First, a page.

One of the major bidders for taxpayers’ money from the Department for International Development has withdrawn from the overseas aid programme following scathing criticism by MPs for “improper behaviour”.
Adam Smith International, which has links to the neo liberal Adam Smith Institute think tank, also said that three of its founding directors are to quit and its executive chairman will leave after seeing through reforms.
A report by the Commons International Development Committee highlighted in the last issue of Tribune said: “Adam Smith International has acted improperly … We are very concerned at the serious lack of judgment .. [its] actions went well beyond what was appropriate.”
William Morrison, ASI Executive Chairman, said in a statement: “The company’s mission is to foster the social and economic development of some of the poorest and often most conflict-ridden countries in the world. Our comprehensive reform emphasises the importance to our staff of this mission.”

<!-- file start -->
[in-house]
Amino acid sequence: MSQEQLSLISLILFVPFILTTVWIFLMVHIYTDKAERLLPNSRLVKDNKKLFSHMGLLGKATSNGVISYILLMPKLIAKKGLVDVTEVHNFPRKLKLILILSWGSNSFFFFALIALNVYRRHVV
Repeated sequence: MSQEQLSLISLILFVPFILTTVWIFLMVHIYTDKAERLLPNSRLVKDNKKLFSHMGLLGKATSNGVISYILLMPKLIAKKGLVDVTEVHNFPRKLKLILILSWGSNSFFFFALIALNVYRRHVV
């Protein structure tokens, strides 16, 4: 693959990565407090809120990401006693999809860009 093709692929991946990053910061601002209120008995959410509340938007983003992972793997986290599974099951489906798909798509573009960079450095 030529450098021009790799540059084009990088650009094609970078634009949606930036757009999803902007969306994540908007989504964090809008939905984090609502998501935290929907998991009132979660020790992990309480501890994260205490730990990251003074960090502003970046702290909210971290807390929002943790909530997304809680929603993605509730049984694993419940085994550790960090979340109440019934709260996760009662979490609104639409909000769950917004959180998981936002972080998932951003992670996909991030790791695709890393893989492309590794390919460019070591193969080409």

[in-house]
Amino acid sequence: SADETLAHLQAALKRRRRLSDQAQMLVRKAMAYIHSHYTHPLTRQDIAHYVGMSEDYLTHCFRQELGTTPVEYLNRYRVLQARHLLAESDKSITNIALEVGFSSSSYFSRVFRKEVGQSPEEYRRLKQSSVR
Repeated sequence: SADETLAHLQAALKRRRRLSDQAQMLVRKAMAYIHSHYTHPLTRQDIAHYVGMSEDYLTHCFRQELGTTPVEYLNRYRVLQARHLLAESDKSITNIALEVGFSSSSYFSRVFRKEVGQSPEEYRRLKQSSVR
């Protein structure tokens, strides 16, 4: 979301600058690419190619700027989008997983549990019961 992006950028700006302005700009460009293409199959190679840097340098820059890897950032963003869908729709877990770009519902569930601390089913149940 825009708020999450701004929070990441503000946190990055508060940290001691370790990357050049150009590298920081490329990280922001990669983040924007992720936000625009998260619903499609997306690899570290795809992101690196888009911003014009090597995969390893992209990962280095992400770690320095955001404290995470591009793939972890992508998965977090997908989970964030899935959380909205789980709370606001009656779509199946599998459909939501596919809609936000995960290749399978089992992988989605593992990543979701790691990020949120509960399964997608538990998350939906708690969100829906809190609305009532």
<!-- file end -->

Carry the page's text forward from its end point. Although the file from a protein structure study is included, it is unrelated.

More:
The organisation is to reform itself as “an enterprise with primary focus on a social mission, with a mandate to consider its triple bottom line, taking into account its social, environmental and financial performance.”
It will also establish a foundation and reinvest a significant percentage of net earnings in developing countries, in part through the new foundation. In the meantime it has voluntarily quit bidding for work from DFID.
One of the resigning directors Peter Young has been with Adam Smith International and its predecessor for 24 years. It had a turnover of £130m and made a profit of £17m in 2015. The highest paid director was paid £223,000 a year and the remaining directors shared another £500,000 a year between them. Malcolm Rifkind, the former Tory foreign secretary, was a non executive director.
The company was nearly struck off the Companies House register in December – but the action was withdrawn in February.